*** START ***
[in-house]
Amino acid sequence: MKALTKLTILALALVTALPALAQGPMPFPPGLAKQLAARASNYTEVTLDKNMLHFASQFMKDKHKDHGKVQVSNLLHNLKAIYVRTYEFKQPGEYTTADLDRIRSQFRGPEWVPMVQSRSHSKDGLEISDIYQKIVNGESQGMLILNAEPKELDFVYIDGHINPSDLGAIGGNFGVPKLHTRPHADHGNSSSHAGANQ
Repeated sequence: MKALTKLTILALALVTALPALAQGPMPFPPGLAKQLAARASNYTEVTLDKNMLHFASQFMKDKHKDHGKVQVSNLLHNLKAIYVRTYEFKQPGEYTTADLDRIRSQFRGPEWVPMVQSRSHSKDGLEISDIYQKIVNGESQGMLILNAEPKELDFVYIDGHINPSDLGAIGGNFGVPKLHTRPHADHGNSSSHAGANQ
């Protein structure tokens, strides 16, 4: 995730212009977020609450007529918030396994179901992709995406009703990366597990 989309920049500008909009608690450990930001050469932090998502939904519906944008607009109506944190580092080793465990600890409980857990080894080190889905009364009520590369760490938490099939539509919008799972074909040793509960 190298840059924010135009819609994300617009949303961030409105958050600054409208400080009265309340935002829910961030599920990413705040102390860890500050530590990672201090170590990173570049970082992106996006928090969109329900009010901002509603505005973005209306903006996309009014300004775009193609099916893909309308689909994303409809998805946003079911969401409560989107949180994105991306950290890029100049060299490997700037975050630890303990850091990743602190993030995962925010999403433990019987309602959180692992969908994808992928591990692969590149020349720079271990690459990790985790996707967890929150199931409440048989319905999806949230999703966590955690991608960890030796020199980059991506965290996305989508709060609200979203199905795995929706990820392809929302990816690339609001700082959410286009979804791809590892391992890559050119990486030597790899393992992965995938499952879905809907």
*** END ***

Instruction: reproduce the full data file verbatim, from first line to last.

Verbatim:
[in-house]
Amino acid sequence: MKALTKLTILALALVTALPALAQGPMPFPPGLAKQLAARASNYTEVTLDKNMLHFASQFMKDKHKDHGKVQVSNLLHNLKAIYVRTYEFKQPGEYTTADLDRIRSQFRGPEWVPMVQSRSHSKDGLEISDIYQKIVNGESQGMLILNAEPKELDFVYIDGHINPSDLGAIGGNFGVPKLHTRPHADHGNSSSHAGANQ
Repeated sequence: MKALTKLTILALALVTALPALAQGPMPFPPGLAKQLAARASNYTEVTLDKNMLHFASQFMKDKHKDHGKVQVSNLLHNLKAIYVRTYEFKQPGEYTTADLDRIRSQFRGPEWVPMVQSRSHSKDGLEISDIYQKIVNGESQGMLILNAEPKELDFVYIDGHINPSDLGAIGGNFGVPKLHTRPHADHGNSSSHAGANQ
């Protein structure tokens, strides 16, 4: 995730212009977020609450007529918030396994179901992709995406009703990366597990 989309920049500008909009608690450990930001050469932090998502939904519906944008607009109506944190580092080793465990600890409980857990080894080190889905009364009520590369760490938490099939539509919008799972074909040793509960 190298840059924010135009819609994300617009949303961030409105958050600054409208400080009265309340935002829910961030599920990413705040102390860890500050530590990672201090170590990173570049970082992106996006928090969109329900009010901002509603505005973005209306903006996309009014300004775009193609099916893909309308689909994303409809998805946003079911969401409560989107949180994105991306950290890029100049060299490997700037975050630890303990850091990743602190993030995962925010999403433990019987309602959180692992969908994808992928591990692969590149020349720079271990690459990790985790996707967890929150199931409440048989319905999806949230999703966590955690991608960890030796020199980059991506965290996305989508709060609200979203199905795995929706990820392809929302990816690339609001700082959410286009979804791809590892391992890559050119990486030597790899393992992965995938499952879905809907």